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Greece Ratifies North Macedonia's NATO Protocol


Greek Ambassador to NATO Spiros Lambridis (left) shakes hands with Macedonian Foreign Minister Nikola Dimitrov during a signing ceremony of the accession protocol between the Republic of North Macedonia and NATO at the alliance's headquarters in Brussels on February 6.

The Greek Parliament has approved a measure for North Macedonia to join NATO, ending a decades-old dispute.

Lawmakers late February 8 voted 153-140 to ratify the NATO accession protocol for neighboring Macedonia that must now also be approved by all other alliance members.

The vote came after the former Yugoslav republic agreed with Greece last year to change its name to North Macedonia and following ratification of the deal by the countries' parliaments.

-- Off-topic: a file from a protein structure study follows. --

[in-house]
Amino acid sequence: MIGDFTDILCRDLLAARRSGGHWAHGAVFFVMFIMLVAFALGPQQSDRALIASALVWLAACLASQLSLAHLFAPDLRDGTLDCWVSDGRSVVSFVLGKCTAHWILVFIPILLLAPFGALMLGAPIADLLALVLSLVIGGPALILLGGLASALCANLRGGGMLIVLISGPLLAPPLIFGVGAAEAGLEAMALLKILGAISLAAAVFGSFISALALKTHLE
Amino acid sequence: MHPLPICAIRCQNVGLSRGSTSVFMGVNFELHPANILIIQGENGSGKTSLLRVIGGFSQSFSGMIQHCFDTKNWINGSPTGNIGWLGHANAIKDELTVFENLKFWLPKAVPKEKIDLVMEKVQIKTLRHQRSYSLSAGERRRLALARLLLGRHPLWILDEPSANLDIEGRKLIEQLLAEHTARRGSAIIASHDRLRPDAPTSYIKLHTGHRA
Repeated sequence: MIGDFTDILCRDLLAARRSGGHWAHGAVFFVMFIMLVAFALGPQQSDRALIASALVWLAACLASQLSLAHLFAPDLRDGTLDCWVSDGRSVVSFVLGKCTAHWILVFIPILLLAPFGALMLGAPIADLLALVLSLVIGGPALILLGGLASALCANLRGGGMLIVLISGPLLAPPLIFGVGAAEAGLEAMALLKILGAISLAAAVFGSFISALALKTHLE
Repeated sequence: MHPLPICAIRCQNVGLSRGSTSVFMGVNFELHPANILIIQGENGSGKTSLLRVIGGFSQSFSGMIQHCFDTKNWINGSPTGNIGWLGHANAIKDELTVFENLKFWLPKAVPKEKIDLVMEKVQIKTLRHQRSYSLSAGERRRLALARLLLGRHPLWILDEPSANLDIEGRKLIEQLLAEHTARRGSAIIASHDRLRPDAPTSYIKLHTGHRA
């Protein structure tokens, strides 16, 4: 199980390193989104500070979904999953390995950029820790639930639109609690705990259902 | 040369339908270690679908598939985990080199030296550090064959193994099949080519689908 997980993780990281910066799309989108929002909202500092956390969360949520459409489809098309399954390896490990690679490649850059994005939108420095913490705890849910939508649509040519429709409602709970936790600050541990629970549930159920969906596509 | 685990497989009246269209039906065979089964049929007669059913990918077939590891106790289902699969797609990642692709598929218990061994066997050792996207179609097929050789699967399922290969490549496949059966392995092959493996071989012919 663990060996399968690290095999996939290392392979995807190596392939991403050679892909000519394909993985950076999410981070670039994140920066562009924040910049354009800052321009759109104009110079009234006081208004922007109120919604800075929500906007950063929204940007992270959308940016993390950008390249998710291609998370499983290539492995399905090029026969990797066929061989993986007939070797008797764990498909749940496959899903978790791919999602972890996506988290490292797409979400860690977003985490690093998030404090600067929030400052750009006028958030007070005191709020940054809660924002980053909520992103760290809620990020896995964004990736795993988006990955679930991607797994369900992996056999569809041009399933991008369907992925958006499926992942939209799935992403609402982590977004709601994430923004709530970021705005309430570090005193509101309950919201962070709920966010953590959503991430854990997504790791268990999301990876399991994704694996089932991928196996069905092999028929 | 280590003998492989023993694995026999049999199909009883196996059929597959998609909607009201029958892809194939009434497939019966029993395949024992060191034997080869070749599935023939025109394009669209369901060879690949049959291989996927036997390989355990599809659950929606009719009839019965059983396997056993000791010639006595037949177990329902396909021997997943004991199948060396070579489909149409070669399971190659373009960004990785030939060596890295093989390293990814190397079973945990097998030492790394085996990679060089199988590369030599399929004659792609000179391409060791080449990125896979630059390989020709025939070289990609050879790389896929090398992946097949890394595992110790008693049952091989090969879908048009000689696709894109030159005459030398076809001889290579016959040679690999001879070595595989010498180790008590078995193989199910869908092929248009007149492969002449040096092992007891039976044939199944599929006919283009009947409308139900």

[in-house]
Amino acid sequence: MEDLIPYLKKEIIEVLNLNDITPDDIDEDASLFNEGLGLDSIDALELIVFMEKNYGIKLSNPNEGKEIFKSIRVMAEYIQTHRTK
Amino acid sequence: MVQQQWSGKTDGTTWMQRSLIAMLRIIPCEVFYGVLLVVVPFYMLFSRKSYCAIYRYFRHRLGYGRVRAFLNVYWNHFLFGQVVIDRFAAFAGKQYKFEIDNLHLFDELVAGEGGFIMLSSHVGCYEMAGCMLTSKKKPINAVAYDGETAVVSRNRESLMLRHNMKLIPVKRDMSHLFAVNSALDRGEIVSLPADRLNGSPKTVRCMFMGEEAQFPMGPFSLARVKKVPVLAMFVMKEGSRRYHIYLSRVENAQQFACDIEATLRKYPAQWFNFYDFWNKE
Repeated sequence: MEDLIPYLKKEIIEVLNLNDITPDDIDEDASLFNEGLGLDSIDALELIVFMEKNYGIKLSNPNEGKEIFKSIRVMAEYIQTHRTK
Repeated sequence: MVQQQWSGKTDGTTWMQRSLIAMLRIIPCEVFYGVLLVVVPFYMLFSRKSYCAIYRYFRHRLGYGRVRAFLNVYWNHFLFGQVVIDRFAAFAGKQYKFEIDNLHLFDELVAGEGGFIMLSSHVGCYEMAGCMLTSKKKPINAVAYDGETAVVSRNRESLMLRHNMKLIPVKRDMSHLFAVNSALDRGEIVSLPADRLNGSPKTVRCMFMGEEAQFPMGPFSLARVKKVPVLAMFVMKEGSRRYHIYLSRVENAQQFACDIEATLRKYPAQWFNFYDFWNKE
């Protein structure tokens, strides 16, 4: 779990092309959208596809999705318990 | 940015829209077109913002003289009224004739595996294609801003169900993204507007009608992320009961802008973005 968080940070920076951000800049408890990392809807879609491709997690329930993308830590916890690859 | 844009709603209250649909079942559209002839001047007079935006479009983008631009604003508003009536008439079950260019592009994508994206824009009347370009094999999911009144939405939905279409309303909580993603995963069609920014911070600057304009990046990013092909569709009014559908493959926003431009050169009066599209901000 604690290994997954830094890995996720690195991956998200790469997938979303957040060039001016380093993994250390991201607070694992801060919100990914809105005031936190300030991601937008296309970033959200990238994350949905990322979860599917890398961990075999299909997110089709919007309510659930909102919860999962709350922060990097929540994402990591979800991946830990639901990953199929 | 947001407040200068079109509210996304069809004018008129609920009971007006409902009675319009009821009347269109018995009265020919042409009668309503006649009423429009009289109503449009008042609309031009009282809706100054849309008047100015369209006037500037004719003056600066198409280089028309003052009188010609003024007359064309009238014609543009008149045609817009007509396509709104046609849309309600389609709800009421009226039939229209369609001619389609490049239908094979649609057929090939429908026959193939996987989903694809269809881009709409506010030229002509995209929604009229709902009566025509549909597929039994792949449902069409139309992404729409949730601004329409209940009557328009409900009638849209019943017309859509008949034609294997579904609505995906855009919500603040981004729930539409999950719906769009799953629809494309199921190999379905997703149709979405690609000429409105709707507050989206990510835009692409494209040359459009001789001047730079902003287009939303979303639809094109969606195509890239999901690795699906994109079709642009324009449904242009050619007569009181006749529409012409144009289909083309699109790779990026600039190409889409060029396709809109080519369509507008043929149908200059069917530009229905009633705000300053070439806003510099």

Greece's ratification of the NATO accord will see Macedonia now call itself by its new name.

Greece's objections to Skopje's use of the name "Macedonia" since the country's independence in 1991 complicated bids by the small Western Balkan state to join the European Union and NATO.

Athens asserted that the use of the name "Macedonia" suggests Skopje has territorial claims to Greece's northern region of Macedonia.

Negotiations between Greece and Macedonia were protracted and difficult. Nationalist groups in both countries opposed the deal, with many saying it gave up too much to the other side.

However, Greek Prime Minister Alexis Tsipras and Macedonian counterpart Zoran Zaev were able to push through their accord as part of efforts to normalize relations.

Macedonian Foreign Minister Nikola Dimitrov on February 6 signed a NATO accession agreement, a key step toward Skopje's becoming the military alliance's 30th member.

With reporting by AP and dpa
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